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Grab, Sheila (2018) DESIGN, DEVELOPMENT AND EVALUATION OF AN EXTENDED RELEASE VAGINAL FILM PLATFORM FOR HIV PREVENTION. Doctoral Dissertation, University of Pittsburgh. (Unpublished)

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The human immunodeficiency virus (HIV) is a global health pandemic and over 70% of those living with HIV are found in Sub-Saharan Africa. In this region, the main method of transmission is through heterosexual contact and women account for the majority of those living with the virus. Topical pre-exposure prophylaxis is the vaginal or rectal application of a microbicide product prior to sexual intercourse to protect against HIV infection. Microbicides can be formulated into dosage forms such as; tablets, gels, films and rings. Acceptability studies have identified the film, a traditionally fast release, coitally dependent formulation as an acceptable dosage form to women. Although this dosage form is found to be safe, effective and preferred among women, there are barriers to daily and coitally dependent product usage for some women. In efforts to overcome barriers of both dosage form and dosing regimen acceptability, we propose that the vaginal film can provide a platform for extended drug delivery. We hypothesized that vaginal residence time of polymeric films could be manipulated through physical film properties and polymeric makeup of the film, which can be used to extend the dosing interval of films for the delivery of potent antiretrovirals. Increased volume films were manufactured through altering film thickness. These films were able to accommodate a hydrophilic agent, tenofovir (TFV), a hydrophobic agent, dapivirine (DPV) and a combination of dapivirine and MK-2048. Model films containing TFV and DPV were assessed in the non-human primate and showed that increased volume films can extend vaginal retention time compared to their thin film counterparts. Another approach to formulate extended release films was through a design of experiments using a combination of polymers to enhance vaginal retention. A panel of films was manufactured and characterized. A lead film platform was selected and when tested in the non-human primate was able to deliver MK-2048 vaginally at levels above the IC50 for this compound for up to 30 days. Overall, this work provided strong evidence for the application of the polymeric film as an extended release platform for the vaginal delivery of antiviral agents for HIV prevention.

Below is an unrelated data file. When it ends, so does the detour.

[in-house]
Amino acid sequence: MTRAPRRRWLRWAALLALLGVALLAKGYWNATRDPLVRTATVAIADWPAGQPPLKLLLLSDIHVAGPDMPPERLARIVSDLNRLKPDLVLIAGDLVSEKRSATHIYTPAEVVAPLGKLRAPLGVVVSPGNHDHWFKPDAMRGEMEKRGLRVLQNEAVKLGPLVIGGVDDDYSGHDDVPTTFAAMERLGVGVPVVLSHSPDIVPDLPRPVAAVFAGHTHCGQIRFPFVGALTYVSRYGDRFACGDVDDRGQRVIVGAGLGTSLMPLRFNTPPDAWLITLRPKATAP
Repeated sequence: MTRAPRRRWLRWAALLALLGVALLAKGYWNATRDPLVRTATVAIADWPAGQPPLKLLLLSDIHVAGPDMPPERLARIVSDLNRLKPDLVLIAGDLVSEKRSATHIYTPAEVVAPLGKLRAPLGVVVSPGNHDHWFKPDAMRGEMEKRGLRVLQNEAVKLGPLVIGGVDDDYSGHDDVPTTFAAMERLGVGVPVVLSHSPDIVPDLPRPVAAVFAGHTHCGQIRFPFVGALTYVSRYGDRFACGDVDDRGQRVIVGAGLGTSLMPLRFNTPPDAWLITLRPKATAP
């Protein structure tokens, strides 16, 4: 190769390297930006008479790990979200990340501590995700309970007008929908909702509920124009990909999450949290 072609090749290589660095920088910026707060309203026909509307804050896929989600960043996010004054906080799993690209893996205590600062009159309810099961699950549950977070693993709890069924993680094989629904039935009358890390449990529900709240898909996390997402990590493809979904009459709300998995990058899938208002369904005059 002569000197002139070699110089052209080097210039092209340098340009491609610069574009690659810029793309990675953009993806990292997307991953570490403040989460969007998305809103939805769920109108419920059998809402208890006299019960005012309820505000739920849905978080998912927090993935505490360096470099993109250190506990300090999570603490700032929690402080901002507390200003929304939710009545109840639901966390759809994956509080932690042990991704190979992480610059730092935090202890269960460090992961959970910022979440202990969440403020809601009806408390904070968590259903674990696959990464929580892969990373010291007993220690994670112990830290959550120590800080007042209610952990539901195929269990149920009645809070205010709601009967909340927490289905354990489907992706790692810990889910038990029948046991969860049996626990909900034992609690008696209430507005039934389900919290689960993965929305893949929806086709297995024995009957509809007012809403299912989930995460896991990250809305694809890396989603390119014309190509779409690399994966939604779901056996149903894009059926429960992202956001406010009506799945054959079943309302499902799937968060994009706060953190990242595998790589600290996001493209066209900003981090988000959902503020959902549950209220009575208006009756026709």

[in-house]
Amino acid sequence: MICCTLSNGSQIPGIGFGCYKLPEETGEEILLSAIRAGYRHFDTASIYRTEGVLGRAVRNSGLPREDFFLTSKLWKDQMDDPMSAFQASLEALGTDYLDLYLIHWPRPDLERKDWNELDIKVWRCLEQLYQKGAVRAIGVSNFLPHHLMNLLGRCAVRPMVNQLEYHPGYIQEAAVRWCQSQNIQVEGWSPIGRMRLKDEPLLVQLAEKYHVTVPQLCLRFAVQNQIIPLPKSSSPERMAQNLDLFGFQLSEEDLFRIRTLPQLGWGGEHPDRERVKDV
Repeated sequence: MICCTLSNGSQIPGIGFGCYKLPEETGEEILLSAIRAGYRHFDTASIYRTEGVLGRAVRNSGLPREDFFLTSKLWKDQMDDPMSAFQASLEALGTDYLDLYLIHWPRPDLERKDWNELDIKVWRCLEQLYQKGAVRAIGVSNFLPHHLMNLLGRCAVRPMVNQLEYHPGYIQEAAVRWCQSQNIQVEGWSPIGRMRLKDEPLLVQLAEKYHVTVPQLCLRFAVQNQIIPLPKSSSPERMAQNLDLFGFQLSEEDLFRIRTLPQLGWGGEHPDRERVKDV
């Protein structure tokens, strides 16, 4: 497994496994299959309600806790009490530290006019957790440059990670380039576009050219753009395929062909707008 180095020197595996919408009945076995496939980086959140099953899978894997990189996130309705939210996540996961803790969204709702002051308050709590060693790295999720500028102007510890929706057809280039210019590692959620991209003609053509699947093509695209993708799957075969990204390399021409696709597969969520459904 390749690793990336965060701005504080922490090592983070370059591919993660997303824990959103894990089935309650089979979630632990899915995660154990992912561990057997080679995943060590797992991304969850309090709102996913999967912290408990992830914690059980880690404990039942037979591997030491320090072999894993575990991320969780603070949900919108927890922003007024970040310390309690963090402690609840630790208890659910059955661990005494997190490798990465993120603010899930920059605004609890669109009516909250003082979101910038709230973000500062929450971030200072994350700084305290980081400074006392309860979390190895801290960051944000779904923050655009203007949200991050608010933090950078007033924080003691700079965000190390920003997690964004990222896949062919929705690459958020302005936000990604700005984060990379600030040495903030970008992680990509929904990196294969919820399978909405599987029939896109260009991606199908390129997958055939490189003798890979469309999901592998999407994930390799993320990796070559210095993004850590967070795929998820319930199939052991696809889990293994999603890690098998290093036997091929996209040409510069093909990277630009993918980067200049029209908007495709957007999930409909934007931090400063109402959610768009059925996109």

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Item Type: University of Pittsburgh ETD
Status: Unpublished
CreatorsEmailPitt UsernameORCID
Grab, Sheilasmgrab@pitt.edusmgrab
ETD Committee:
TitleMemberEmail AddressPitt UsernameORCID
Thesis AdvisorRohan, Lisa Clrohan@mwri.magee.edurohanl
Committee MemberBeumer, Jan Hbeumerjh@upmc.eduJHB11
Committee MemberMa, XiaochaoMXIAOCHA@pitt.eduMXIAOCHA
Committee MemberSant, VinayakVIS45@pitt.eduVIS45
Committee MemberAnderson,
Date: 10 April 2018
Date Type: Publication
Defense Date: 27 October 2017
Approval Date: 10 April 2018
Submission Date: 10 April 2018
Access Restriction: 5 year -- Restrict access to University of Pittsburgh for a period of 5 years.
Number of Pages: 194
Institution: University of Pittsburgh
Schools and Programs: School of Pharmacy > Pharmaceutical Sciences
Degree: PhD - Doctor of Philosophy
Thesis Type: Doctoral Dissertation
Refereed: Yes
Uncontrolled Keywords: HIV prevention, vaginal film, microbicide
Date Deposited: 10 Apr 2018 14:13
Last Modified: 10 Apr 2023 05:15


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